Egypt is reopening its borders to international tourists on 1 July, but many parts of the country will remain off-limits. Visitors will be limited to staying overnight at the country’s coastal resorts along the Red Sea and the Mediterranean, such as Sharm El Sheikh, Dahab and Hurghada.
Some accommodations around the country opened for domestic tourists on 1 June. Hotels must receive a government-approved hygiene safety certificate before welcoming guests again, and they will be allowed to operate at just 50% capacity.
The Minister of Tourism and Antiquities also announced that eight archaeological sites will be reopened, including the Pyramids of Giza, the Egyptian Museum on Tahrir Square in Cairo, the Karnak temple complex and Abu Simbel, which have been closed since March. Other cultural sites will be gradually reopened at later dates. This year was supposed to finally see the opening of the Grand Egyptian Museum, which has now been pushed back to 2021.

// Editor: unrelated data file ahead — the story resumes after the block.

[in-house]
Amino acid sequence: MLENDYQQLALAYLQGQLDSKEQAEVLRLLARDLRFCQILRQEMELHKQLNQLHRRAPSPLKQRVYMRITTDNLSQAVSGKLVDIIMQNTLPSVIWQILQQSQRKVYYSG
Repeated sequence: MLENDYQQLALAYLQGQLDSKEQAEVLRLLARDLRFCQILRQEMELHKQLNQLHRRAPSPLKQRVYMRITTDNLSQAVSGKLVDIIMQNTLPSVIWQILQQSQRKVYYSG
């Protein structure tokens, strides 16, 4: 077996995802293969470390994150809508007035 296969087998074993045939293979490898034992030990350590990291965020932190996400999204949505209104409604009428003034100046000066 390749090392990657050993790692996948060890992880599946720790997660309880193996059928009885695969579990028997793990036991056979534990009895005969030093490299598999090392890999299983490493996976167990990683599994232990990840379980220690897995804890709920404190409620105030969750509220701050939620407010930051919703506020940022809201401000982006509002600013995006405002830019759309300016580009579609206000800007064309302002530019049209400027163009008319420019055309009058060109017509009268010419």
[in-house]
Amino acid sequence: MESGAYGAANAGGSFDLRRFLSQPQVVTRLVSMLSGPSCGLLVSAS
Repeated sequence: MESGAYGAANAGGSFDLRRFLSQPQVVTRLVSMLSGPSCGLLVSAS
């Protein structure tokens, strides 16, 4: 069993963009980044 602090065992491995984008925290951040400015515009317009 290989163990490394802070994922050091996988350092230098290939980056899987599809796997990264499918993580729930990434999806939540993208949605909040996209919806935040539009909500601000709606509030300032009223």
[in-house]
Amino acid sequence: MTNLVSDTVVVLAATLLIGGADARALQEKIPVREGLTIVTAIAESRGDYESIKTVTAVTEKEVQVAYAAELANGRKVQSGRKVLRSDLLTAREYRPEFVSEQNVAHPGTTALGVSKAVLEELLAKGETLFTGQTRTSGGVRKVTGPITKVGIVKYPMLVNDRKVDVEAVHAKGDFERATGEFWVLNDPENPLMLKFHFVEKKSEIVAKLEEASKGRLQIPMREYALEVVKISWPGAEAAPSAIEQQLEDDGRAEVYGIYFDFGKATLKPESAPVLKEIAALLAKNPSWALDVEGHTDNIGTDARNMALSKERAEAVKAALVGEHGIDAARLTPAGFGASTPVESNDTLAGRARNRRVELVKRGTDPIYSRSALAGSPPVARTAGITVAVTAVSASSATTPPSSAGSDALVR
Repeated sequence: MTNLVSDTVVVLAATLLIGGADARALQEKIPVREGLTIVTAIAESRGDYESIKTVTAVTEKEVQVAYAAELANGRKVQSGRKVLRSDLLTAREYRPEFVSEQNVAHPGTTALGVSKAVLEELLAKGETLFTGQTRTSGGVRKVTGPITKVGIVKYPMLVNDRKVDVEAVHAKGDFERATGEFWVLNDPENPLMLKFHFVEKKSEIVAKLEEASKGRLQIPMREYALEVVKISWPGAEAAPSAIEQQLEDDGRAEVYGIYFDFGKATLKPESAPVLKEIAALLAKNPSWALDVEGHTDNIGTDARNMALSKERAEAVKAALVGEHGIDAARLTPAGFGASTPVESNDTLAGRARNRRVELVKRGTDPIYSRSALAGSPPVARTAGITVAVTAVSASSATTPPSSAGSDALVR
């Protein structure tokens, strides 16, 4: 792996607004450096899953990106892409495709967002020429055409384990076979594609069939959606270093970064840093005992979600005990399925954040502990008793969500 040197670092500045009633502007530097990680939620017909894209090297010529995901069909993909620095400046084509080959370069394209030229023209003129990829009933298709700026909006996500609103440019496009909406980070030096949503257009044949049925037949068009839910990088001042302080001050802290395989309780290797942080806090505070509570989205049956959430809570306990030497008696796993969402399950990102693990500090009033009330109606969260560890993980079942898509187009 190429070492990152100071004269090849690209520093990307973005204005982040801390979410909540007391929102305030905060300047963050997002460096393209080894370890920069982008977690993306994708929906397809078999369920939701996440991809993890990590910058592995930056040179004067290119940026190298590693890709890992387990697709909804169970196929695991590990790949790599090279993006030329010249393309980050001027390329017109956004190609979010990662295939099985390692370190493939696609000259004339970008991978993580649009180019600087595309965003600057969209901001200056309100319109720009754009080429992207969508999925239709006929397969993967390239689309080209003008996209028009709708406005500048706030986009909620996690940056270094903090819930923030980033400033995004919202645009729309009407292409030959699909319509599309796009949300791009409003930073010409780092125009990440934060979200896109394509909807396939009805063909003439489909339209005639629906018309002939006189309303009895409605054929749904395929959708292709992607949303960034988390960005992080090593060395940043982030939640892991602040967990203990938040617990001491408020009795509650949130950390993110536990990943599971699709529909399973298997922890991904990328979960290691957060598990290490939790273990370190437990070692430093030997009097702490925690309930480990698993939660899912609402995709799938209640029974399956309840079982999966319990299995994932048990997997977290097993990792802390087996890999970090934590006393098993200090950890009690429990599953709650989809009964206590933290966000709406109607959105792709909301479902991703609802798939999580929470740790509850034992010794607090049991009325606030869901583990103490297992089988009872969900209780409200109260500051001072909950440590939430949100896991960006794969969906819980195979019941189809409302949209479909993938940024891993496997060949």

To lure travellers to visit, the Egyptian government has eliminated the need for tourist visas for visitors to the country’s ‘touristic governorates’ until the end of October. Travellers who fly with EgyptAir or Air Cairo will also get a 20% discount on tickets to museums and archaeological sites.
Tourism makes up more than 10% of Egypt’s economy, and 2020 was slated to be one of the country’s biggest years yet. In addition to the scheduled opening of the GEM, new internal flights were launched between Sharm El Sheikh, Hurghada and Luxor, easily connecting the beach resorts with the hub of Egypt’s cultural sights for the first time, and a brand new airport had been opened in Giza. However, the country has recorded more than 1000 new cases of coronavirus each day in June so far, and the UK’s Foreign and Commonwealth Office previously advised against all but essential travel to all of South Sinai outside Sharm El Sheikh even before the pandemic struck.
Lockdowns are easing globally as the planet adjusts to a new normal. Find out how COVID-19 is changing travel.